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Why, Michael Bay, Why? The Remakes Multiply

Blogger Stacie Ponder’s horror columns will appear every Thursday through April.

Last Thursday I opened my mailbox and found an unbelievable bounty: Three credit card offers (I’m pre-approved! How awesome am I?), an envelope full of Valpak coupons (Hello, 20% off at the dry cleaners!), and a screener copy of the April Fool’s Day remake. While I totally dig getting free movies, I can’t say I’m terribly excited about the new April Fool’s Day. The 1986 original is one of my favorite slasher flicks and I’m simply not much interested in seeing it re-done — although having seen the trailer, it appears that the new version has very little to do with the old one.  Eventually I’ll have to watch it, I know. I’m pretty sure that as a horror blogger I’m morally obligated or something.

Remakes. Man, we horror fans can’t get away from ’em. Sure, they’ve been around forever — there’s Nosferatu (1979) and John Carpenter’s The Thing (1982), to name a couple of great ones — but in the last couple of years they’ve multiplied like cockroaches. Every time you squish one (that is, every time the reviews stink and audiences ignore flee), and you think that’s that, five more suddenly appear to take its place. Try as you may, they simply can’t be annihilated for good. The horror remake will undoubtedly be standing alongside Cher after the world explodes in a nuclear holocaust.

The Ring.jpg

The current wave kicked off after the success of Gore Verbinski’s The Ring . The Western world realized — Wow, they make horror movies in Asia —
and the market became glutted with remakes featuring ghosts with long,
wet hair. Some of these are decent films in their own right; I’ll admit
I was introduced to J-horror via The Ring (which I love), and The Grudge is almost as heebie-jeebie inducing as Ju-On .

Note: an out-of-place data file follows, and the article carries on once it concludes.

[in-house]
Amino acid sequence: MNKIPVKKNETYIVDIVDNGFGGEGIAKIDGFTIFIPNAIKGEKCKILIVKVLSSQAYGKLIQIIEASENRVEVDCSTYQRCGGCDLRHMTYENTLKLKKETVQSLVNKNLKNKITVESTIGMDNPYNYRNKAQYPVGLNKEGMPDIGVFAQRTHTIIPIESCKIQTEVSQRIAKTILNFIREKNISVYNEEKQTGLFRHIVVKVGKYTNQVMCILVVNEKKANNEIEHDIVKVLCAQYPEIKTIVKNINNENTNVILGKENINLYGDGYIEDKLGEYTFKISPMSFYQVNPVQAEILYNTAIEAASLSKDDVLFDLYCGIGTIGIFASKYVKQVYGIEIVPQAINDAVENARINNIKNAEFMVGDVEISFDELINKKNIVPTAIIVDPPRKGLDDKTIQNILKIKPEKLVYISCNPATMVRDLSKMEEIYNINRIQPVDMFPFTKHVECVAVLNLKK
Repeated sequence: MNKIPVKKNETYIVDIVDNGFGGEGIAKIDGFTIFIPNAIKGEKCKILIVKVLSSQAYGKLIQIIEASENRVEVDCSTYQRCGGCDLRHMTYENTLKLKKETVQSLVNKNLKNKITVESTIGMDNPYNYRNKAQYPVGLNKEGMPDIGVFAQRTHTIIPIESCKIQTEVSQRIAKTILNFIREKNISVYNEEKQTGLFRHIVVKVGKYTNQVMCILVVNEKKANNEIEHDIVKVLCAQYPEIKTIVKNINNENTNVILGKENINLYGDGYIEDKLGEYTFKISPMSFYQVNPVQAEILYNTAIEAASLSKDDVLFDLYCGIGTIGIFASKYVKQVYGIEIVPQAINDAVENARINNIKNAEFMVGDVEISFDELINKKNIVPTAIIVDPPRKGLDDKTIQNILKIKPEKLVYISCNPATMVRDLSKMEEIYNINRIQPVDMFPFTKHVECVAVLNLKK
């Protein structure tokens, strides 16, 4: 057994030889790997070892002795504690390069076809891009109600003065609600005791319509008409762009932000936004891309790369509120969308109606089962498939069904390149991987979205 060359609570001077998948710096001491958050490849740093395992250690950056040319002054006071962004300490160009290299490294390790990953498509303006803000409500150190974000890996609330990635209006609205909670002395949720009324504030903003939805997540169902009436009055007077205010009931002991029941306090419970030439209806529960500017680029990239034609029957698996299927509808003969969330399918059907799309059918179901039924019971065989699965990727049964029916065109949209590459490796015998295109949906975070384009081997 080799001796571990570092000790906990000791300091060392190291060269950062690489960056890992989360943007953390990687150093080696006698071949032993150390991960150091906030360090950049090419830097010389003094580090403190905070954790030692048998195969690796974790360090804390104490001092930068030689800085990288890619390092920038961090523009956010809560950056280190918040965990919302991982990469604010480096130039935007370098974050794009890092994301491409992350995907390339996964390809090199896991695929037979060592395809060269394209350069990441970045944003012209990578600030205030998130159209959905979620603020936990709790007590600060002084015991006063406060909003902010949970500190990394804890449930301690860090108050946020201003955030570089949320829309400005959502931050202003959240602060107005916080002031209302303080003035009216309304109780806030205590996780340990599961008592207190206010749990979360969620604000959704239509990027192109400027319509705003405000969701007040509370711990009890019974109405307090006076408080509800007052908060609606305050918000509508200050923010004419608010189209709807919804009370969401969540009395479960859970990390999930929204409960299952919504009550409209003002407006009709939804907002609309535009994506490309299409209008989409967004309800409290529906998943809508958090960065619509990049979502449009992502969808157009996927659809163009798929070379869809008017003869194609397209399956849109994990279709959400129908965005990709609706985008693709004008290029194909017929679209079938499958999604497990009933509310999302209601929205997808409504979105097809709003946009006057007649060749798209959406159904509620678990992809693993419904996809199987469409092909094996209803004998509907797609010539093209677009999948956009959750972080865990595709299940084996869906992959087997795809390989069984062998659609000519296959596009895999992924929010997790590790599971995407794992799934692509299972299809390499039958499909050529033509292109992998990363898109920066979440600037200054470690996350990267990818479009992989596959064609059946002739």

Most, however, don’t manage to claw their way out of the well. Despite
the lukewarm box office of films such as these, the J-horror remakes
keep on keepin’ on: This Friday sees the release of Shutter, and there’s A Tale of Two Sisters slated for later this year.

Hollywood isn’t strictly looking overseas for films to update
anymore: Now the slasher era (roughly the late 1970s to mid-1980s) is
providing fodder for the remake machine. We’ve seen everything from
total flops (When A Stranger Calls) to financial successes (Halloween)
and there’s no end in sight. Then, of course, there’s Michael Bay (and
his production company, Platinum Dunes) nabbing up as many classic
horror properties as he possibly can: A Nightmare on Elm Street , The Birds , Friday the 13th , and Rosemary’s Baby . All are being remade. Or reimagined. Or Riunite-on-iced, or whatever it is the kids are calling it these days.

So what is there for the horror fan to do when a remake of his or her favorite flick is announced?

Well, hey, you can rend your dress and take to your fainting couch if you’d like. Start a blog and post pictures of your middle finger raised high in the air giving a big ol’ “F you!” to Suspiria ’09. Organize a protest — look at the effect that idea had on Rob Zombie’s Halloween!

friday200.jpgI’ll fully admit, it’s kind of fun to bitch and moan about remakes. But really, it’s a pointless exercise. My blog list of “Top 10 Reasons Why They Should Not Remake Friday the 13th OMG LOL” isn’t going to change things in Tinseltown. Then again, Tinseltown won’t be getting my money… maybe, eventually, they’ll listen to that.

Sometimes, people see remakes and are drawn to the original films; as I said, The Ring led me to Ringu which led me to plenty of other Asian horror films, most of which I’ve dug. Sometimes remakes are actually good. I went in to the theatre to see Dawn of the Dead ’04 all sullen, middle fingers poised and ready to fire at the screen, but then… I liked it!  Honey, you could’ve knocked me over with a feather.  And sometimes, a remake can even be better than the original. It’s an occurrence more rare than spotting a leprechaun riding a unicorn whilst singing the theme from The Dukes of Hazzard… but it can happen!

Is there a point to all this? I think so… something about my dry cleaning maybe? No, that’s not it…ah!  I know: Give movies a chance. The new film won’t sully the old, so just stick with the original if that’s what pleases you. No matter what, don’t get yourself all in a tizzy. It’s pointless and you’ll give yourself indigestion.

Hmm. That all seems simple enough… but does this mean I have to watch April Fools Day?

A fan of horror movies and scary stuff, Stacie Ponder started her blog Final Girl so she’d have a platform from which she could tell everyone that, say, Friday the 13th, Part 2 rules.  She leads a glamorous life, walking on the razor’s edge of danger and intrigue.

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